Money is changing. Governments are waging wars on cash and crypto, citing issues around anonymity and crime, but is there a more sinister reason?
There is a laundry list of widely used products that, if invented today, would be banned tomorrow. Excessive food packaging, cigarettes and fossil-fuel-powered motor cars are some of the most obvious examples. But near the top of that list should also be cash, given its anonymity plays a key role in facilitating crime and tax evasion.
Cash is what is known as a bearer instrument, where possession is ownership. It requires no documentation; if person A gives a £20 note to person B, then person B can walk off with the money and use it however he or she wishes.
That is how money is supposed to work as a medium of exchange, fulfilling a list of qualities, understood since the time of Aristotle, that make it useful for transferring value.
What’s interesting is that anonymity isn’t one of them; it just happens to be an important added feature of physical money.
The issuer (the Bank of England) cannot intervene in a cash transaction or know where the money goes.
So despite cash fitting the bill – forgive the pun – as convenient money, it would be banned tomorrow if invented today, given the benefits anonymity offers to criminals and tax evaders.
Cash & The Problem With Anonymity
Once person B has received a £20 note, it is almost impossible to follow its path, which is either a very useful or very problematic quality, depending on which side of the law you sit on.
For governments struggling to maintain public finances in the wake of massive financial shocks, that anonymous quality is an increasingly problematic quality.
On the other side of the coin, high-value denominations are the favoured medium of exchange for criminals, so much so that the €500 note was nicknamed the Bin Laden for its association with criminality. As a result, it stopped being issued in 2018.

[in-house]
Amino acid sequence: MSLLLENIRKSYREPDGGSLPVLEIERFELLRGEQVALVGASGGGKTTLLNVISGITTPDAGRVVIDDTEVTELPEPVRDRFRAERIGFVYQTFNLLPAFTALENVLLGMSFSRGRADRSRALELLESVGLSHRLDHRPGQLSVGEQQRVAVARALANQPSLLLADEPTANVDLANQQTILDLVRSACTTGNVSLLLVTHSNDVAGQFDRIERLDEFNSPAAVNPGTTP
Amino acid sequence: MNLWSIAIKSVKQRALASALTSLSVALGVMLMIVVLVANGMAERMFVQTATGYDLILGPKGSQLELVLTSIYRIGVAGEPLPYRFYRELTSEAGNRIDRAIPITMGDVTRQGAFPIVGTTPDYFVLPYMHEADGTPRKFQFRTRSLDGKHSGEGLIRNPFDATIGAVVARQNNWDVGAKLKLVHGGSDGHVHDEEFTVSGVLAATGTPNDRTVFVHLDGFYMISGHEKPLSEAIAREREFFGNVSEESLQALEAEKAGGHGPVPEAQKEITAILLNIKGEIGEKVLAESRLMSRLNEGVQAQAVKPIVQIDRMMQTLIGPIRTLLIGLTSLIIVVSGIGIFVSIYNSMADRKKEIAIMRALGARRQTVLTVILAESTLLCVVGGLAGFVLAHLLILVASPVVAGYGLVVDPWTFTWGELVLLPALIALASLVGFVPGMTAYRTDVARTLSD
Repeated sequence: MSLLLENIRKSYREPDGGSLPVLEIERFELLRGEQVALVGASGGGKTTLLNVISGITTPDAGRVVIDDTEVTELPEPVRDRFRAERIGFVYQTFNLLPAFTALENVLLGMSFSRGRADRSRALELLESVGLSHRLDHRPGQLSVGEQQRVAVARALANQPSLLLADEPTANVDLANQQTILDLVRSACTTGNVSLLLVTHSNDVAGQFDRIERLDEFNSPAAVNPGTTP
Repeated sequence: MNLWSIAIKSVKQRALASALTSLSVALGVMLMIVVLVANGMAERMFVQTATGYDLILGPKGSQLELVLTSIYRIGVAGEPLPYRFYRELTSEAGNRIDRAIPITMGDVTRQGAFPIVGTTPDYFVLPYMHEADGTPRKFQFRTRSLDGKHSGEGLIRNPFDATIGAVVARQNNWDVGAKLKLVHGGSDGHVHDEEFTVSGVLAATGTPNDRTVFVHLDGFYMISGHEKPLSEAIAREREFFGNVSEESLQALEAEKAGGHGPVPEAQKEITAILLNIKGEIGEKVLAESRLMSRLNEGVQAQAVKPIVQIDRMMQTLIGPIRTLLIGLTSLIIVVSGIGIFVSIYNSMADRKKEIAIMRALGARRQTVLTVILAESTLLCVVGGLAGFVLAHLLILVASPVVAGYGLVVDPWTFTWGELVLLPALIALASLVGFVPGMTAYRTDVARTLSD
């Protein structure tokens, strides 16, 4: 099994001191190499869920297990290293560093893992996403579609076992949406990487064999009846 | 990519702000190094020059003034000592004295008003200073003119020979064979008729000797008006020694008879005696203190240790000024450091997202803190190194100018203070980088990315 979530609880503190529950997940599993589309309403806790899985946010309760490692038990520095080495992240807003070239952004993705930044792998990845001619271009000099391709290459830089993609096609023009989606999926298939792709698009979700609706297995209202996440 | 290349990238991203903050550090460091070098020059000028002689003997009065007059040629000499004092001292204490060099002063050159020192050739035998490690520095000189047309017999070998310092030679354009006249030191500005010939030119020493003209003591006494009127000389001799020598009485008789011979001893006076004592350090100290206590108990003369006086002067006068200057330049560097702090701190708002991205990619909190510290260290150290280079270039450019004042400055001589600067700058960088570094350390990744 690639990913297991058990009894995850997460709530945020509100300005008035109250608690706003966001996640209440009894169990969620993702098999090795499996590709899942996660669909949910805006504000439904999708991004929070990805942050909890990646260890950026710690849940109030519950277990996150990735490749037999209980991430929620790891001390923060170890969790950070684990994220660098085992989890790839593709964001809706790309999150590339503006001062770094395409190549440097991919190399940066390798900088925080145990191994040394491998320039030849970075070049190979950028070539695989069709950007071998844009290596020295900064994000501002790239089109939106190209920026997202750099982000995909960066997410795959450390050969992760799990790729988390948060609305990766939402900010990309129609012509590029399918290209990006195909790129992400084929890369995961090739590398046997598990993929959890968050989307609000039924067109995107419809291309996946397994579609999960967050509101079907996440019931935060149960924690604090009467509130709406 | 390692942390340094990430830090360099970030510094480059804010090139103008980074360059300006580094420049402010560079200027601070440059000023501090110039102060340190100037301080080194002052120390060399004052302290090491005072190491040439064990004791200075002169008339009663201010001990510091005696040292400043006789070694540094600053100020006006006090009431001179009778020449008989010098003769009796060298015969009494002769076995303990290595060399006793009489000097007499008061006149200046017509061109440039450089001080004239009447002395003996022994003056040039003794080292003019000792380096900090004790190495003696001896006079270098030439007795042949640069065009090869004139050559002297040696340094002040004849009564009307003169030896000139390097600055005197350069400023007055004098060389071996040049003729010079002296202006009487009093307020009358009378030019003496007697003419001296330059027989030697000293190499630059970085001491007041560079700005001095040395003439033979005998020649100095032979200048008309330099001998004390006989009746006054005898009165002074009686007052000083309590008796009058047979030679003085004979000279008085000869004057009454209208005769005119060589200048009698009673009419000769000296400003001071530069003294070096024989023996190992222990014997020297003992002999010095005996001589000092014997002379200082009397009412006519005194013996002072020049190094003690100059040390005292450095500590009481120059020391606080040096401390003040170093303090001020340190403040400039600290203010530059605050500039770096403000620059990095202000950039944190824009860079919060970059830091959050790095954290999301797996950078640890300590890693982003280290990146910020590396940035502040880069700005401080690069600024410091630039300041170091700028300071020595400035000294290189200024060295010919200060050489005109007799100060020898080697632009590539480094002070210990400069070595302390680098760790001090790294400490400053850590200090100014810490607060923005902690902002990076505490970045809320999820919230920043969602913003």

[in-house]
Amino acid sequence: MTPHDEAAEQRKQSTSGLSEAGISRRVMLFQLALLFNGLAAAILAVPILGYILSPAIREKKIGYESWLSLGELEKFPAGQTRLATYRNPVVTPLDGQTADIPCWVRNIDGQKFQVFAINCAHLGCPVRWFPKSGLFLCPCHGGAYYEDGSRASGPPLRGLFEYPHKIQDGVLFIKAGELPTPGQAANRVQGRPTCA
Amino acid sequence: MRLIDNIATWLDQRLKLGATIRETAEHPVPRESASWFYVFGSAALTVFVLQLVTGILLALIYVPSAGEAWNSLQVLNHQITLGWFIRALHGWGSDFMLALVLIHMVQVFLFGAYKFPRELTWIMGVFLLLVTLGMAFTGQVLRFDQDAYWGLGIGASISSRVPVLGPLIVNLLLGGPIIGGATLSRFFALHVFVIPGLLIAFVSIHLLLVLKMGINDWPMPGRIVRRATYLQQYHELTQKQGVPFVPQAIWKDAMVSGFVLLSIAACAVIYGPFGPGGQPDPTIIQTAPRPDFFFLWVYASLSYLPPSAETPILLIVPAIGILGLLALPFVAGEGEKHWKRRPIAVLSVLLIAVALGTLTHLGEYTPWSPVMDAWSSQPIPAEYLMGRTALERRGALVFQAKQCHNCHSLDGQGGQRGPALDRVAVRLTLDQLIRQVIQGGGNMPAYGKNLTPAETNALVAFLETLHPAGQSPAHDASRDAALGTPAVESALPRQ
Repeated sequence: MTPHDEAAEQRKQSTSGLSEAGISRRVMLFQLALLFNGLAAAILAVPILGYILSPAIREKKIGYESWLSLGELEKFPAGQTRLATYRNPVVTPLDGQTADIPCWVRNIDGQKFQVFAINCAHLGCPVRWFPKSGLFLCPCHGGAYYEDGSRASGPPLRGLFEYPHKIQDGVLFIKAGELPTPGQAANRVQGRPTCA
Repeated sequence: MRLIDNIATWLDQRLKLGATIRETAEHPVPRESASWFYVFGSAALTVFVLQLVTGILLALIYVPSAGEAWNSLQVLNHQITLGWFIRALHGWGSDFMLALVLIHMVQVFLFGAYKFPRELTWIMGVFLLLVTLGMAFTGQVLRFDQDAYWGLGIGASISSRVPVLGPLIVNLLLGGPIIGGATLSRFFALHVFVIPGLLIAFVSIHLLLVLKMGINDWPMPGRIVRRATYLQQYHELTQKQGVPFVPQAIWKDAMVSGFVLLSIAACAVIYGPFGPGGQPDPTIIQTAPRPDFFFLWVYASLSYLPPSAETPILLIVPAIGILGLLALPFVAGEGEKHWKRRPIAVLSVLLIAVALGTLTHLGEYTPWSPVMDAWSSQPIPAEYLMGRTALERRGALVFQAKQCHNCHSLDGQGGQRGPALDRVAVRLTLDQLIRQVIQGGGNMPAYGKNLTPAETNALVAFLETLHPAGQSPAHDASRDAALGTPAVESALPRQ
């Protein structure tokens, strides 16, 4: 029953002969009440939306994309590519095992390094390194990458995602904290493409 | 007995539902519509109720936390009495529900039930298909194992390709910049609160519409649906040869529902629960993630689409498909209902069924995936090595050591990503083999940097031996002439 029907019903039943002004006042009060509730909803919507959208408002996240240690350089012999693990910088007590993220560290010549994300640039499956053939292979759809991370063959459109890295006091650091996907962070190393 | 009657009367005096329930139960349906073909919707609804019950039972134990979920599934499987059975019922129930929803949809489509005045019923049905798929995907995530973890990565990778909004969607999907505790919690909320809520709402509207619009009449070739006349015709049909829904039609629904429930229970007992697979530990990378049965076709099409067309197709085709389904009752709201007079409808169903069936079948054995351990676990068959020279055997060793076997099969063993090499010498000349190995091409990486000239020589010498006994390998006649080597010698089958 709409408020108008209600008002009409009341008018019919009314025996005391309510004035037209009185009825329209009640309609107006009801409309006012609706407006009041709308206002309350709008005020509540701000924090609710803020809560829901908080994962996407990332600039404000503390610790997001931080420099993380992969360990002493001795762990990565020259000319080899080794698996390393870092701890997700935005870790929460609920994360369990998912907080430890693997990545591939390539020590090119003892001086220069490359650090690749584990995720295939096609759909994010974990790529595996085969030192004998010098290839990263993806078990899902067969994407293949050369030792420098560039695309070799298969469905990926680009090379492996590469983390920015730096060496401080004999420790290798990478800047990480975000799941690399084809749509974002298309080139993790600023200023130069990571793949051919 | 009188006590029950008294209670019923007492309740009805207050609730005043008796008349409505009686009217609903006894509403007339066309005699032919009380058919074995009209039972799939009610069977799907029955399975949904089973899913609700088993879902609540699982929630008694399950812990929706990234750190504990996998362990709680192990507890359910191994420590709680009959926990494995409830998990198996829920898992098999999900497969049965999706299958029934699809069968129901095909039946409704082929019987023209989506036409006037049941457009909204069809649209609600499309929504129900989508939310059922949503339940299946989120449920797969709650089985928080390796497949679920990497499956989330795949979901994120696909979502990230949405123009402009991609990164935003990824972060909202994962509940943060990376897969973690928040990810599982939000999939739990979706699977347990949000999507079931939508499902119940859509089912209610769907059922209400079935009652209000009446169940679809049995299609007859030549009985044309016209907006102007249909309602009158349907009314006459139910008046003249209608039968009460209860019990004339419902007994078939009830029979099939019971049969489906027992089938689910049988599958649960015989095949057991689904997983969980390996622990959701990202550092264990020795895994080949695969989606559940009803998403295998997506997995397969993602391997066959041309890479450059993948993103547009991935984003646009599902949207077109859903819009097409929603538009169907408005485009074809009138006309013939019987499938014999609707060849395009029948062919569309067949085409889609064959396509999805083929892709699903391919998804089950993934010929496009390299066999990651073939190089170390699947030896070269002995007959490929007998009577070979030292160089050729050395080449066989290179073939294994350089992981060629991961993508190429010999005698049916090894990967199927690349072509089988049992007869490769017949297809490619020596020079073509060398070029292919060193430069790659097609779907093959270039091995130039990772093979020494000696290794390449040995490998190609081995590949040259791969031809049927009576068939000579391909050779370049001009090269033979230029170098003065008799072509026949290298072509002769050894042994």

Listen to what a Harvard University study said about the ‘Bin Laden’
“the [€500 note is the] preferred payment mechanism of those pursuing illicit activities, given the anonymity and lack of transaction record they offer and the relative ease with which they can be transported and moved”.Harvard Kennedy School: Making It Harder For The Bad Guys
If money talks, the Bin Laden was screaming, ‘ban me’. It was so highly prized that it reportedly traded above face value.
Here’s another damning indictment of the Bin Laden, this time from the French finance minister, Michel Sapin, in 2016:
“[it is] used more for hiding things than buying them….. to facilitate transactions that are not honest than to allow you and me to buy food to eat.”Michel Sapin, French finance minister, 2016
And not just the €500 bill has created this problem. Singapore banned its largest denomination note, the $1,000 SD note in January 2021, having stopped production of the $10k version in October 2014.
Similar calls have been made to outlaw the 1,000 Swiss Franc bill, the second-largest denomination banknote in the world behind the Brunei $10,000 note.
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The Black Economy & Tax Avoidance
Alongside overt criminality, the trouble with cash in a modern economy is that it facilitates the Black Market – economic activity that is below the radar of the tax man.
Given that almost all economies are now running ever-growing deficits – made ten-time worse by the Covid pandemic – anything that can increase tax coffers will be seriously considered. This is especially problematic for developing economies where cash plays a far bigger role than in the West.
Every modern economy requires taxation to finance public services, in fact, a solid tax base is considered a prerequisite for economic development. Yet much of the developing world is far from that situation, partly because of unreported economic activity.
This from an IMF report back in 2001:
In developing countries, tax policy is often the art of the possible rather than the pursuit of the optimal. It is therefore not surprising that economic theory and especially optimal taxation literature have had relatively little impact on the design of tax systems in these countries.IMF, 2001
The War On Cash
Banning high-denomination notes is one battle in an escalating war on cash being waged globally. In 2016, Indian Prime Minister Narendra Modi launched a surprise ambush, demonetising 500 and 1,000 rupee banknotes overnight.